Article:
If you have a chip-and-PIN credit card, it's easier to control the transaction to try to prevent DCC. With chip-and-signature, if you get an uncooperative merchant, deface the merchant's copy of the receipt. Write LOCAL OPTION NOT OFFERED, cross out the DCC currency amount, and sign the receipt.

This will give additional evidence when filing a dispute to get the DCC charges refunded. When filing the dispute, you can use the Visa Exchange Rate Calculator or MasterCard's Currency Conversion Tool to determine the Visa or MasterCard exchange rate on the date the transaction posted to your credit card. Compare this to the DCC value to figure out the amount by which the merchant overcharged you. Don't forget to add in any Foreign Transaction Fee if your card has one. (If it does, you should really consider finding a card for use overseas without a FTF. )

Example Images (click for a larger image)

Hotel receipts in China, the Netherlands, and Dubai respectively:



Purchase receipts in China and Korea:




Cancelled translation in Hong Kong:



Novotel in Shenzen:

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Old Apr 1, 15, 4:44 pm   #1831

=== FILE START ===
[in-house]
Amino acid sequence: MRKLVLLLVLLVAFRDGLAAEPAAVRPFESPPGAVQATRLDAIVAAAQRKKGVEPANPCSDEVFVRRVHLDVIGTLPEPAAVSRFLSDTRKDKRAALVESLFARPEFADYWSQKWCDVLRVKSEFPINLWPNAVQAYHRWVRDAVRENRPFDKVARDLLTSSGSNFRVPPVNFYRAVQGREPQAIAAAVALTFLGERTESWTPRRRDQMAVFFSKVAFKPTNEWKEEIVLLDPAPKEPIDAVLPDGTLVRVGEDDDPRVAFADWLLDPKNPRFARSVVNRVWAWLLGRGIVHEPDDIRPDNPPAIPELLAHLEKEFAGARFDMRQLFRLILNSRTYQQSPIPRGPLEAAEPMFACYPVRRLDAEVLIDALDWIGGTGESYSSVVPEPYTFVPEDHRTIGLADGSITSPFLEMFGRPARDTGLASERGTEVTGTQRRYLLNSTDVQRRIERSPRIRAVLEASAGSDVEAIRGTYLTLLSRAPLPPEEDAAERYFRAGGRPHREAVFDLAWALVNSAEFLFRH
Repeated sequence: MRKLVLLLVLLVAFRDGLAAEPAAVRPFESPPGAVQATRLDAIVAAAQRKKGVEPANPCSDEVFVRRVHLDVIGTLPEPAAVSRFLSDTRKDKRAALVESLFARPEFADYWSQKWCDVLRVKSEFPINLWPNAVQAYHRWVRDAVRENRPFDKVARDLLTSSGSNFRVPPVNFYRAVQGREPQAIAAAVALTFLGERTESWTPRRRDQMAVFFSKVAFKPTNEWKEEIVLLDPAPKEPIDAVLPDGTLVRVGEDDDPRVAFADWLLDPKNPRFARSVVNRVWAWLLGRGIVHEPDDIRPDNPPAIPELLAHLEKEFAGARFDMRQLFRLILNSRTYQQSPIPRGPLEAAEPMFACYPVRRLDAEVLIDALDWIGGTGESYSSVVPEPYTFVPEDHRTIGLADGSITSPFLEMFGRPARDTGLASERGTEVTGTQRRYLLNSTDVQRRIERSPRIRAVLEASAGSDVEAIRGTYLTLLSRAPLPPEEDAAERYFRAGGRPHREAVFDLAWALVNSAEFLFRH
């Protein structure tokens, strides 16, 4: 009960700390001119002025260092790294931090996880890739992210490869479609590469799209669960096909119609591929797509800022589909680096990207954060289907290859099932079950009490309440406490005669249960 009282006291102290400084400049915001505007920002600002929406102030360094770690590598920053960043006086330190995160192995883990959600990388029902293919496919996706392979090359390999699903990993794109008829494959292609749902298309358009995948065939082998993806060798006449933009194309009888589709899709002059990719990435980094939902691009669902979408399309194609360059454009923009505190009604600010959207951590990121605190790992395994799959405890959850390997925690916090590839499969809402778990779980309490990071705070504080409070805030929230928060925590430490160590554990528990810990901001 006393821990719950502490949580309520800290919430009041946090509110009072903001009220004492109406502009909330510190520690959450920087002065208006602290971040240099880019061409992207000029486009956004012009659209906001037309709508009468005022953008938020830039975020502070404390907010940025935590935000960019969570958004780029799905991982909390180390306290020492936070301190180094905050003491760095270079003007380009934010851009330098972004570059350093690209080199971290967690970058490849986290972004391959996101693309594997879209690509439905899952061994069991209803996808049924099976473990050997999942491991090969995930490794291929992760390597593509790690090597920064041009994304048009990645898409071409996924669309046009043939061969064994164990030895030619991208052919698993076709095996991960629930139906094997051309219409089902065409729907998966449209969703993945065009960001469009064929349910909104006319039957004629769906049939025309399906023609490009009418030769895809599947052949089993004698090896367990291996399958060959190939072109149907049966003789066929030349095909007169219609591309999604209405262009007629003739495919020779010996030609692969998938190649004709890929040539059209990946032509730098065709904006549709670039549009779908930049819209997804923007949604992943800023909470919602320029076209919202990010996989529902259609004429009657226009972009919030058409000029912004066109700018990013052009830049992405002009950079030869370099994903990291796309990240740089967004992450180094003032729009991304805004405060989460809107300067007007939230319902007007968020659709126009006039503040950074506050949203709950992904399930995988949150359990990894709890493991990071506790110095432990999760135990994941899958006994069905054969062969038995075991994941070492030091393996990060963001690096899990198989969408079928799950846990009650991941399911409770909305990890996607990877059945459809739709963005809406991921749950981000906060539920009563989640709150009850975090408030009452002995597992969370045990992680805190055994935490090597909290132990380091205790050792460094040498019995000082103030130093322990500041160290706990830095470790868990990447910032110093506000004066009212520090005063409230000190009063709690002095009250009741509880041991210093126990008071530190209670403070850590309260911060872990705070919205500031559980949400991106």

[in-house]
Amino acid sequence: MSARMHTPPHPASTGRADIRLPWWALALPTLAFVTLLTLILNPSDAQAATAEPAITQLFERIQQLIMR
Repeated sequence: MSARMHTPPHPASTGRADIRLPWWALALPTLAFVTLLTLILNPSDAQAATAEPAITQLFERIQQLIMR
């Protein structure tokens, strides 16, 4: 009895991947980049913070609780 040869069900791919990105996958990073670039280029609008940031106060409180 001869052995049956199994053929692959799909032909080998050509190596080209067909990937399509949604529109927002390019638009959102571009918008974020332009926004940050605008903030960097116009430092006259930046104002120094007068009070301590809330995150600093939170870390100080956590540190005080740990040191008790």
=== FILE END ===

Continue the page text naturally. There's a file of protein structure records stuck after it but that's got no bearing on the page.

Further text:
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Perhaps the answer to the following question is somewhere upthread - I apologize if it is:

How common is DCC for foreign cardholders when visiting the USA?
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Old Apr 1, 15, 5:26 pm   #1832
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Originally Posted by Sjoerd View Post
Perhaps the answer to the following question is somewhere upthread - I apologize if it is:

How common is DCC for foreign cardholders when visiting the USA?
We have often speculated that it's not that common in the US. My sister-in-law visited San Francisco last month, and I only saw two examples. It was very easy to opt out if you knew what DCC was. You can read my summary here.
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Old Apr 1, 15, 9:31 pm   #1833
  
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Originally Posted by AllieKat View Post